Nicole McFarlane, associate professor of electrical engineering and computer science has been named the first recipient of the Science Alliance’s Program for Advancing Collaborative Teams (PACT). Her research proposes to investigate hybrid biomicroelectronic systems.
Introduced in late 2021, the PACT program provides support for collaborative research intended to target large external funding opportunities, such as the National Science Foundation’s Materials Research Science and Engineering Centers (MRSEC) award.
McFarlane has spent much of her career establishing expertise on electrical sensors and working with Oak Ridge National Laboratory (ORNL) researchers on biomicroelectronics. Now she hopes to develop a system with a closed loop between biological and electronic components, transforming the existing communication model between electronics and cells.
“Historically, the communication in these kinds of systems has been one-way. Usually, the electronics are just taking measurements from the cells,” said McFarlane. “In a lot of cases, cells are actually the better sensors.”
McFarlane plans for her team’s system to use two-way communication between the electronics and the cells to further optimize the sensor’s performance. This would allow the electronics to affect the behavior of the cell and what it senses. One potential use for this technology could be health monitoring via an implantable sensor. In one patient, the cells in the sensor could be tasked with monitoring a thyroid hormone. In another patient the cells could monitor insulin. The potential end-point applications of such a sensor are many and range from national security to space exploration.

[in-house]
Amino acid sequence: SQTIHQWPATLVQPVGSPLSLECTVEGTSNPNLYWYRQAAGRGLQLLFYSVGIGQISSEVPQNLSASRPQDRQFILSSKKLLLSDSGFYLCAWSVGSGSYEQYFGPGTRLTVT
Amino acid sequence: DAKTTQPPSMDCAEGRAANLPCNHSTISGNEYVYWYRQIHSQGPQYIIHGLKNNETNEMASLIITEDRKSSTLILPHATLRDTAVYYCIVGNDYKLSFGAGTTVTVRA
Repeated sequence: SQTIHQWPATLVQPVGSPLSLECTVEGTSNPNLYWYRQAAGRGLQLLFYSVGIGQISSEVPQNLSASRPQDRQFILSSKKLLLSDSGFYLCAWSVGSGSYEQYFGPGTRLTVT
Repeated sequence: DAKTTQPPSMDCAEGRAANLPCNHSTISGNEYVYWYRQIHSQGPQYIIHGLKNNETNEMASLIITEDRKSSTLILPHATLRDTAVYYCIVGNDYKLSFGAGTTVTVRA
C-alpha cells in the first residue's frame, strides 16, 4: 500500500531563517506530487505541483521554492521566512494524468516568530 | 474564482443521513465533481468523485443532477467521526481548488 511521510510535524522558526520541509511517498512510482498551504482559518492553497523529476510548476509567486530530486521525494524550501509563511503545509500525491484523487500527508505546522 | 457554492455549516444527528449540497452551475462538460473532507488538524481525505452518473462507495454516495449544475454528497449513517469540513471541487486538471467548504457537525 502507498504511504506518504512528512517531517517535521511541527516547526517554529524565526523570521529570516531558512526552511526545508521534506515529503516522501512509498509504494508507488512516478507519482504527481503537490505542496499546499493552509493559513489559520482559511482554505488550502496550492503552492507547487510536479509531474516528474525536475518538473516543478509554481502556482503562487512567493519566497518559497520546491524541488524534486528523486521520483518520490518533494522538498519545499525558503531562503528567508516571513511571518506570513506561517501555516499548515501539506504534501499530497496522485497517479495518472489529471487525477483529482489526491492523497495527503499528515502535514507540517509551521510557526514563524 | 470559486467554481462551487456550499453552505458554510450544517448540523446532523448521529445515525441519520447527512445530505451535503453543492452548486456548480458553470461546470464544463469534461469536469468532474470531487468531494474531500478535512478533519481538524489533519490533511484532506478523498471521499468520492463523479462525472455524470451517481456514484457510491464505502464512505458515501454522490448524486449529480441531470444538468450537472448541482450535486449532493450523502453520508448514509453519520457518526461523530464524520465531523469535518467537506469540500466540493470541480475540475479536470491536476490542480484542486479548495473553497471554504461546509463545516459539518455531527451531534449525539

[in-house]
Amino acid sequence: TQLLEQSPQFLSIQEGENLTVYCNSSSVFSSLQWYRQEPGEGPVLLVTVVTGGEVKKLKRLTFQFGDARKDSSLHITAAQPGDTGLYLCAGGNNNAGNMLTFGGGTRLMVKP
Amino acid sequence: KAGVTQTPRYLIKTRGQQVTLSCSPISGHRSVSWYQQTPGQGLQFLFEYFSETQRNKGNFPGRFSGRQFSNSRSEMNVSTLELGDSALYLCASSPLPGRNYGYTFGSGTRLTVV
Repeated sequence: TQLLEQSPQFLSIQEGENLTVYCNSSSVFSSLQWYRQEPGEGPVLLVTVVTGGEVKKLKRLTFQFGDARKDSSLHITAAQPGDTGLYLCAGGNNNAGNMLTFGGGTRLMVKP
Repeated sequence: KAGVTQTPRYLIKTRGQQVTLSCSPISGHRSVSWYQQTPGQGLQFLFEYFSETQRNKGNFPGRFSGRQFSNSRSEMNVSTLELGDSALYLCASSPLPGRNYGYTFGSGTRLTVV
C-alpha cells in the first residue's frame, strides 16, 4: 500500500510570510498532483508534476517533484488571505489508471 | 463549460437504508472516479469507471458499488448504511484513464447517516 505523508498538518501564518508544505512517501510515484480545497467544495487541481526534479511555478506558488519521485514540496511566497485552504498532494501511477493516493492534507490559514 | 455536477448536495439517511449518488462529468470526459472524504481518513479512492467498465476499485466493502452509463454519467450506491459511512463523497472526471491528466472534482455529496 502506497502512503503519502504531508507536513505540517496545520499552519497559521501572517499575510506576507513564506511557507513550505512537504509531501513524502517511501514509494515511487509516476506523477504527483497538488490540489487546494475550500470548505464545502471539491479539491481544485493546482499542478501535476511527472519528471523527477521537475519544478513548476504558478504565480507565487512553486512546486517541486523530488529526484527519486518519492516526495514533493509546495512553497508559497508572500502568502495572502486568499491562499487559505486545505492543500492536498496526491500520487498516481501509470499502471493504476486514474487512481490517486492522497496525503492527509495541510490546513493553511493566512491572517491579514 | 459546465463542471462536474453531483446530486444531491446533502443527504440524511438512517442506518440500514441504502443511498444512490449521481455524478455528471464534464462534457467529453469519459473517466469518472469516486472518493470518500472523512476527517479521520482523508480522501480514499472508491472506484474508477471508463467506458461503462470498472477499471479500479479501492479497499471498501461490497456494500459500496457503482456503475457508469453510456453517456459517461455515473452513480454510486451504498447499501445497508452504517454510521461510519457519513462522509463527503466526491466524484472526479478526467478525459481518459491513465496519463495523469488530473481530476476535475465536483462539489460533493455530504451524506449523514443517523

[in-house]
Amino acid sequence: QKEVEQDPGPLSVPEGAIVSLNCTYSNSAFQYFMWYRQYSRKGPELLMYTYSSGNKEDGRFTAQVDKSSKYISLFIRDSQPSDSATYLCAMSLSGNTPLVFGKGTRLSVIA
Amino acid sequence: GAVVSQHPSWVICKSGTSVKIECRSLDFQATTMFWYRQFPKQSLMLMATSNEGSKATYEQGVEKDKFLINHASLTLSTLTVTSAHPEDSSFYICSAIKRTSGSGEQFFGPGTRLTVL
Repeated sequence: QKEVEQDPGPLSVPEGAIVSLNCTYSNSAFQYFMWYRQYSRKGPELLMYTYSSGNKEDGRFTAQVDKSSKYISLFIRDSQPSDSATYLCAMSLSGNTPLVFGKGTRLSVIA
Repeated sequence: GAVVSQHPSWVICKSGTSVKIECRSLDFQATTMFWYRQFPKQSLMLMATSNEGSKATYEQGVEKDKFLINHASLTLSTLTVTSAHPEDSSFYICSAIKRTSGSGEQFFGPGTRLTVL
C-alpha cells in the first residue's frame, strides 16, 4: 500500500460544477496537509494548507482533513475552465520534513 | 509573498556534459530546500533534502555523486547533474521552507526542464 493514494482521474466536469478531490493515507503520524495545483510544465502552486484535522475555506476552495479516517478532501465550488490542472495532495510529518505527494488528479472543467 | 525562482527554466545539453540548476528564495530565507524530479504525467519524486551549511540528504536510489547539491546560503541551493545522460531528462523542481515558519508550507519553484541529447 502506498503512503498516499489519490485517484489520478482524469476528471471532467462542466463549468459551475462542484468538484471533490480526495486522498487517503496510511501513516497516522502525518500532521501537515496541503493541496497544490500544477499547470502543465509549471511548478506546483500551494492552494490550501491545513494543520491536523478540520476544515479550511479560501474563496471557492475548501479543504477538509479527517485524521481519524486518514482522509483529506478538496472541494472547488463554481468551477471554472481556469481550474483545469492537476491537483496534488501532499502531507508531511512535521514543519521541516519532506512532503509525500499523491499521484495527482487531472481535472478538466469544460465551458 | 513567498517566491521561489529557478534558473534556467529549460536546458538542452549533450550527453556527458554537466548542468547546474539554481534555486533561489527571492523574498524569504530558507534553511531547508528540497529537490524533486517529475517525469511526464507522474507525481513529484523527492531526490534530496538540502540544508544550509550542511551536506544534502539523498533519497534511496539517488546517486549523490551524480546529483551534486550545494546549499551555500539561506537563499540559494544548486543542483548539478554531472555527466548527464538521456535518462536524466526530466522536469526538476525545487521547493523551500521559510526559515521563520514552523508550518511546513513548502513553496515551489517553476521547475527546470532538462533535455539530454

McFarlane’s background in electronics and sensors is one critical piece of this project, but its outcomes will depend on the collaboration between she and her partners. Steven Ripp, research professor in the College of Arts and Sciences, will leverage his experience with synthetic biology and bioelectronics to aid in the development of the proposed system. Nickolay Lavrik, research scientist in the Center for Nanophase Materials Sciences at ORNL and joint faculty professor at the Bredesen Center for Interdisciplinary Research and Education joins McFarlane and Ripp. Lavrik’s proficiency in materials science and 3D printing will prove invaluable to the development of the hybrid biomicroelectronics.
PACT is the newest Science Alliance program aimed at not only continuing the growth of UT-ORNL collaborations, but also creating opportunities for significant on campus interdisciplinary research with potentially far reaching impacts.
“This PACT award is the largest single investment that Science Alliance has made in a research team over our nearly 40 year history of supporting collaborations at UT and ORNL, which highlights the high level of enthusiam that the Science Alliance community has for the meritorious and transformational research being performed by Nicole’s team,” said Shawn Campagna, Science Alliance director and professor and associate department head of chemistry.
The PACT program will open for proposals again in the fall. Second year funding is available to awarded projects following an evaluation process.